7 questions to help you get more out of your worship team rehearsals

1. Have you practiced before the rehearsal?

The key to rehearsing is to look at it as a time to build arrangements and getting the band to ‘gel’ with a song. Rehearsing is different to personal practice times.I always try to get my band members to learn chords, parts, lyrics, melodies etc well before they come to rehearse. Try to create a culture where set lists, charts, MP3s etc are emailed to the band a good few days before the rehearsal and it really will speed up the creative process on the day. This also allows musicians to bring a ‘worshipful offering’ of a part they have thought through.

2. Who’s in charge?

It’s very unusual for a band to operate efficiently as a democracy so have a leader or musical director for your rehearsals. That person doesn’t necessarily have to be the worship leader but they do need to have a broad understanding of each instruments role and some creative directional ability. Also most great pop music has been made in teams so they should welcome and be able to integrate creative input from other musicians.

3. Can you see each other?

Bands often rehearse facing a fictitious audience but for developing arrangements physically arrange your team where they can see each other, even facing each other, perhaps in a circle. Communication is so much easier when you can see everyone and read their expressions. 

4. How can we let off steam?

Very often musicians may not have played at all for a week or two so start off with a fast familiar song for a couple of minutes that allows everyone to warm up/show off their latest chops/turn the amps up to 11/pretent they are Eddie Van Halen. Afterwards they should be much more docile!

5. What are the basics?

At whatever ability level your musicians are at, the key to a great sound is to work on playing simple stuff well. Lock down a rhythm that everyone can add parts to. Work on timing and use a metronome if necessary. Try and make strumming patterns fit with the accents of the drum groove. Often rhythms clash because a musician changes their part mid section without warning so if it sounds messy, strip parts out rather than add in extra. For lead instruments, play in the gaps to compliment vocal lines and above all don’t fill up every moment of musical space.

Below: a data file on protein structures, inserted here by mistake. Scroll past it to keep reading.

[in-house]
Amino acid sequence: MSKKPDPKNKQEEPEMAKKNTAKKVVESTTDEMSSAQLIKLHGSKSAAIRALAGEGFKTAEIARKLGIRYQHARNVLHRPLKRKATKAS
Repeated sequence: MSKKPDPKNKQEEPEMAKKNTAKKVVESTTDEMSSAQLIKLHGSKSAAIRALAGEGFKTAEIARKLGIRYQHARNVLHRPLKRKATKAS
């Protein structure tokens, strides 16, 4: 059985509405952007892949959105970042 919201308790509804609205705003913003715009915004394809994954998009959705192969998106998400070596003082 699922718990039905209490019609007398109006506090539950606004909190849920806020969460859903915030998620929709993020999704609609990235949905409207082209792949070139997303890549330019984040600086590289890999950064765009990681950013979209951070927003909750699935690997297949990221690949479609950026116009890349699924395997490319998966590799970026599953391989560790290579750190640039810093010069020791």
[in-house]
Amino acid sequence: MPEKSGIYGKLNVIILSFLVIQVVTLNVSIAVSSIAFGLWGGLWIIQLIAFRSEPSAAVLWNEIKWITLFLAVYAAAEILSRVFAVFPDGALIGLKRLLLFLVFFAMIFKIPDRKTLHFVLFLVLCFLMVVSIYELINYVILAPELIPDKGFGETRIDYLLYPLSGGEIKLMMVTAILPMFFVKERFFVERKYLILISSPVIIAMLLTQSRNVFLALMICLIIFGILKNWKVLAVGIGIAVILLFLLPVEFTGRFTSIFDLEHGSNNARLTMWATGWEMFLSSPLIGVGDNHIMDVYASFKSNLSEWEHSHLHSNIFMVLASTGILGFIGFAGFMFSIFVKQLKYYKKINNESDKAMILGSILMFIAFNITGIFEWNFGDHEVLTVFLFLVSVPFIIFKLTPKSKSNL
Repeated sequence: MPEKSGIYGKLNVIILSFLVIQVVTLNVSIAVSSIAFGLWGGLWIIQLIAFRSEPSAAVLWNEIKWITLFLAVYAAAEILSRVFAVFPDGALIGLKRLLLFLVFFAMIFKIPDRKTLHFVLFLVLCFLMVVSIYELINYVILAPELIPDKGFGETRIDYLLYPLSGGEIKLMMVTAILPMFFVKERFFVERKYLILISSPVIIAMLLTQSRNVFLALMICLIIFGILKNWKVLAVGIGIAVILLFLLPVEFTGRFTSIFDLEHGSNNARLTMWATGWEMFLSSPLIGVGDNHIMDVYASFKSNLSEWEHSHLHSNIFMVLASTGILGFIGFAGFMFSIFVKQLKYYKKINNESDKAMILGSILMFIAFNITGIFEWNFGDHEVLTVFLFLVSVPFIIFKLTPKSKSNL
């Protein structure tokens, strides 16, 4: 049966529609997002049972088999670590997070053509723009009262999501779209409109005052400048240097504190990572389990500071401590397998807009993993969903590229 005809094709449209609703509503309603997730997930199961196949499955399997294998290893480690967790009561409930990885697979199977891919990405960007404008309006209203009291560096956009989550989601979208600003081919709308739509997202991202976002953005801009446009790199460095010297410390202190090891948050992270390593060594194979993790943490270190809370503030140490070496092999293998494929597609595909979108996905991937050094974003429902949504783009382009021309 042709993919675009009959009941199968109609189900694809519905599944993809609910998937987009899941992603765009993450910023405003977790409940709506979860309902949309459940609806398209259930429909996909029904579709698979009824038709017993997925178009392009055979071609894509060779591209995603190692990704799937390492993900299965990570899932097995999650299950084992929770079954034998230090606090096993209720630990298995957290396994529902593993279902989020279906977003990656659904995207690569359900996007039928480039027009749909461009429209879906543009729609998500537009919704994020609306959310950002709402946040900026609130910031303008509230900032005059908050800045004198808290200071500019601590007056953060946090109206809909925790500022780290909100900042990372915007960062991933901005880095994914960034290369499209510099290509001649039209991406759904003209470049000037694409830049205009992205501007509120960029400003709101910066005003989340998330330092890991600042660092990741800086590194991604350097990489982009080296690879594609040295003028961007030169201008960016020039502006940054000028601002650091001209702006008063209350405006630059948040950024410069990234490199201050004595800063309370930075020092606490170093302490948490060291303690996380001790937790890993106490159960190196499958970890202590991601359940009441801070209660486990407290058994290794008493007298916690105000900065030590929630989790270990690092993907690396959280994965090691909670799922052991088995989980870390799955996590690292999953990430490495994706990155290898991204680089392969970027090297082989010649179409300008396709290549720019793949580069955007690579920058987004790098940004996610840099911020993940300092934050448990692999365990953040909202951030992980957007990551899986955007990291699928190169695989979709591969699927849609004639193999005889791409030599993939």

6. What should we focus on rehearsing?

Practice changing dynamics without changing tempo. Many inexperienced bands slow down for softer song parts and speed up for louder sections. Listen to a good contemporary album, in most songs the actual tempo doesn’t change at all. However by getting your band to practice playing a song really loud then really soft over a metronome you can create huge shifts in its ‘feel’. This can be very beautiful especially when it matches the expression in the lyrics.

Don’t just run through the full song ad nauseum. Practice stops, starts and junctions. Practice them again. And again. Make sure the musicians look around at musical junctions so they don’t miss direction changes and communicate two bars ahead at key transition points. As long as they are looking you can conduct so much verbally, bodily or even with your eyes. What do those lyrics make you want to do? Bow down, shout, laugh, cry, dance? How would you interpret on your instrument?

7. What should we NOT do?

Encourage your musicians not to ‘twiddle’ between songs, it wastes time distracts others and generally means they are not paying attention. Try to minimise chat and leave much time for playing as possible but don’t be afraid to stop a song if a section goes wrong. Loop it around 3 or 4 times for everyone to get it into ‘muscle memory’ and then go back and play it from the top. Repetition is the key to building memory pathways.

Don’t spend ages arranging the song in advance. There are three ways to arrange; before you play the song, as you play the song, and to correct the mistakes after you’ve played the song! For worship music I prefer to spend less time arranging complex forms as they may well change once the congregation interacts. Many musicians can’t remember lots of complex arrangements unless they are charted out or the leader heavily conducts so a great way to arrange as you play the song is to work on musical listening skills, communication and expressing parts to support the lyrics and melody.


Helpful resources

We cover rehearsals and sooo much more on our Worship Band Skills course. Available on DVD, as a download and also in our subscription website.


Other posts you might like:

Rehearsing tips and ideas for worship musicians

Practical ideas on chord charts and notation

10 tips for maximising your practise time

Worship Team Dynamics – the phases a new team must go through